Children especially find the Atlanta Museum interesting.
First, on the inside there's a great big yellow airplane to climb all over. The flying machine's name is Queen Bess. It's a model of the one Bessie Coleman flew. She was America's first African-American female licensed pilot.
Then, there is a full size wooden wagon of the kind horses once pulled around dirt roads. Not especially comfortable, it would seem.
There's another cart which is a full-size baggage transport which would be rolled around the railroad station by hand as it carried passengers' luggage, shipped packages and postal mail.
By the way, this building is a former train depot. Just outside its front door is a real caboose from an actual train, on tracks and painted a bright red and yellow. It, too, can be climbed all over.
Inside the museum once again, the surroundings are dim, quiet and cool, such as it might be if it were the interior of a railroad station, which it is.
One wall painting is of a ticket booth with the ticket taker (conductor?) standing behind the bars waiting to talk or give you a ticket or advice. Perhaps both.
The walk around the interior is angular and intriguing. Take a step or two, make a turn, and there are lighted shelves which are slender and tall, extending down to the floor at eye level for children. In fact, it's a little known fact that these display shelves are not locked and their glass panes slide open at a slight touch. One could reach in and touch the items, but it's really not necessary. The observer is already so close to the objects. One's nose almost touches the glass. This is not exactly an art museum.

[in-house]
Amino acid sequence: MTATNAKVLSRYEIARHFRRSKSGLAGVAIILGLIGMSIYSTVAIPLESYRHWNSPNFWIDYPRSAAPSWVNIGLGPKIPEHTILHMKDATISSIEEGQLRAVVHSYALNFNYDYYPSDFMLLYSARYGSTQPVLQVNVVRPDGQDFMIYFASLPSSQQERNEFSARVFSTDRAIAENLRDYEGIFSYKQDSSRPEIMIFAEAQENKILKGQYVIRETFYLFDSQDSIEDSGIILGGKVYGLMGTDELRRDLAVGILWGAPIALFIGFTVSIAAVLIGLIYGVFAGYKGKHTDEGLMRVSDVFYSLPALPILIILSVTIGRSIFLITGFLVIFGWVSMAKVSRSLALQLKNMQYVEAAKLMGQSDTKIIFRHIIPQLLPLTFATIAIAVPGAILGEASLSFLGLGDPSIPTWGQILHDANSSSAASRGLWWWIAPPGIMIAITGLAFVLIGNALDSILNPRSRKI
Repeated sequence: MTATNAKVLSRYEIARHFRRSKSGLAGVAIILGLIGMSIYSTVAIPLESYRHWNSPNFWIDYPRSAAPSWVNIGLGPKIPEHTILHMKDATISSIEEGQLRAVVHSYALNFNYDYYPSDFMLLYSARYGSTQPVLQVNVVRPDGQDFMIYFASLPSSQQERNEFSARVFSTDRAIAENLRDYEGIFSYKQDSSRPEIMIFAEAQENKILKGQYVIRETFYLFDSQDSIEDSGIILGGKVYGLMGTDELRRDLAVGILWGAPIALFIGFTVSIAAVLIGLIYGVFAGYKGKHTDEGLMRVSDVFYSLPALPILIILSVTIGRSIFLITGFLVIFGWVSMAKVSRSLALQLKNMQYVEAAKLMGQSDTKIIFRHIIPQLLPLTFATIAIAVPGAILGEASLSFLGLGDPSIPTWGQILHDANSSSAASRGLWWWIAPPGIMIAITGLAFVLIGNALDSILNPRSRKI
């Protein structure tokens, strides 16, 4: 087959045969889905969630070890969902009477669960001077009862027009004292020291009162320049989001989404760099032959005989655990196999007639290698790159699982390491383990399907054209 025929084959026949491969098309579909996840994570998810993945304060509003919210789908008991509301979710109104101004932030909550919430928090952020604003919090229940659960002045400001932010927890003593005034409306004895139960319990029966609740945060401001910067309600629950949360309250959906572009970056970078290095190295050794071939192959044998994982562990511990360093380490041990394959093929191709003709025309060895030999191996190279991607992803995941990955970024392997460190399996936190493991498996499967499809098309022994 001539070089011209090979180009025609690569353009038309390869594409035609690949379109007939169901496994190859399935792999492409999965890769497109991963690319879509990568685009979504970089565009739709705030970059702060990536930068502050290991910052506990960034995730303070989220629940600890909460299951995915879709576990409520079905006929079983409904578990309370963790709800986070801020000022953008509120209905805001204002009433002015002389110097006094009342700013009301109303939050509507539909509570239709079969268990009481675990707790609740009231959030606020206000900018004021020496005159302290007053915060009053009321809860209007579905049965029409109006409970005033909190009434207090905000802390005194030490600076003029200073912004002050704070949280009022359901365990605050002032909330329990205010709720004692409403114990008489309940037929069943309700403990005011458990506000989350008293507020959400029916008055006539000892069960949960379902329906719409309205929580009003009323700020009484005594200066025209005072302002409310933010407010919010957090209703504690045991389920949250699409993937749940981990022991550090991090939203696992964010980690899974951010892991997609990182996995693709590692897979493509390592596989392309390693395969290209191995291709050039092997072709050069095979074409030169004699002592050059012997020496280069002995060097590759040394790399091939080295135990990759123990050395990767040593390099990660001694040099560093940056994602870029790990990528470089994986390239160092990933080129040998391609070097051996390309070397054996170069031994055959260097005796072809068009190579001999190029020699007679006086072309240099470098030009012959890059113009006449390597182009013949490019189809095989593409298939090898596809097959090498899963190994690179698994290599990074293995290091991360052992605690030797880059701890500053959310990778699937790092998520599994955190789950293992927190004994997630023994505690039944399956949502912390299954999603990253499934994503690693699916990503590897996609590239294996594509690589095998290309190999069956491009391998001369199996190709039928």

The displays tell stories of the town and region. Some display items are meant to be touched such as the real bale of cotton or the real swinging lamp with its four sides of colored glass lenses which the railroad conductor would wave.
There's a real PBX telephone switchboard for connecting callers one to the other. Some old timey telephone directories are placed around with numbers like "0254" and two twists of the bell hand crank. That would get you the operator, at least. You'd likely know her by name.
By the way, know what the "PBX" designation stood for? Private Branch Exchange. It's a way of connecting one phone to another.
Here's a cute history note. Did you know the traditional telephone system was known as the POTS or Plain Old Telephone System? It's POTS for short and worked with the procedure of a twisted pair of wires from the local phone company to the building where the PBX is.
No words going up to a satellite and coming back down.
Also in the museum are educational items. There's a colorful painted scene of a Caddo Indian village and several items that could be found there. With some imagination, one can have a view of how things must have looked like before trains and this depot itself came.
The museum recently welcomed a visit from the James Bowie chapter of the Daughters of the Republic of Texas and the Children of the Republic of Texas.
Atlanta's depot museum takes imagination. It is not elaborate or boring. It takes study and appreciation. But, because it is the former train depot, it still is a highlight of the town.